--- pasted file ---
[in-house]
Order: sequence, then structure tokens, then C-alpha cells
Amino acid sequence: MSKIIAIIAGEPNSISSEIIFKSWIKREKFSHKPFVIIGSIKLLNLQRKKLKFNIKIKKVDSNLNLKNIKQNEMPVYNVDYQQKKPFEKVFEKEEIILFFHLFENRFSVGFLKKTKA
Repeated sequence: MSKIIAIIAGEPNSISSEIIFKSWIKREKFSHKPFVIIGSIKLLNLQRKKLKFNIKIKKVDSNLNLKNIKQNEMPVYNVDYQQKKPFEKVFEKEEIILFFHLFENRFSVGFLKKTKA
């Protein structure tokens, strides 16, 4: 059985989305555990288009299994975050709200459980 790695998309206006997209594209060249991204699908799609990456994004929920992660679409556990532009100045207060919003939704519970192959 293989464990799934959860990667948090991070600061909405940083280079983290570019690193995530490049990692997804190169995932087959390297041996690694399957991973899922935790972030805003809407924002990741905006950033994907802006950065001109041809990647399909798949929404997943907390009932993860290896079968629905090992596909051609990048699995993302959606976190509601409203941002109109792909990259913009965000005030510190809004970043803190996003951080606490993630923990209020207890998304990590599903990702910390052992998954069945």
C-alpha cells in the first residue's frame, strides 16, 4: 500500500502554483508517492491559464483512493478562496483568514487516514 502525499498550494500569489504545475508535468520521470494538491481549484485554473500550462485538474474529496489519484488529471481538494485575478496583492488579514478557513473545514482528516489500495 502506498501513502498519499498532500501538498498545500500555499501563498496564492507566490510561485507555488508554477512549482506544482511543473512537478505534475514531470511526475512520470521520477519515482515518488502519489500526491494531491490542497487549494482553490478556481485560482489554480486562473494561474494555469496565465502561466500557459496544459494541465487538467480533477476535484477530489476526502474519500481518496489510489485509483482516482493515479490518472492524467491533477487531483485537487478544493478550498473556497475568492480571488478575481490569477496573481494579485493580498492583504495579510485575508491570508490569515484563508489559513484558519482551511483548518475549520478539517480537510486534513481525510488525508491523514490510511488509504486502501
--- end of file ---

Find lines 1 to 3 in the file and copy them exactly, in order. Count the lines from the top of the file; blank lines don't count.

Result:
[in-house]
Order: sequence, then structure tokens, then C-alpha cells
Amino acid sequence: MSKIIAIIAGEPNSISSEIIFKSWIKREKFSHKPFVIIGSIKLLNLQRKKLKFNIKIKKVDSNLNLKNIKQNEMPVYNVDYQQKKPFEKVFEKEEIILFFHLFENRFSVGFLKKTKA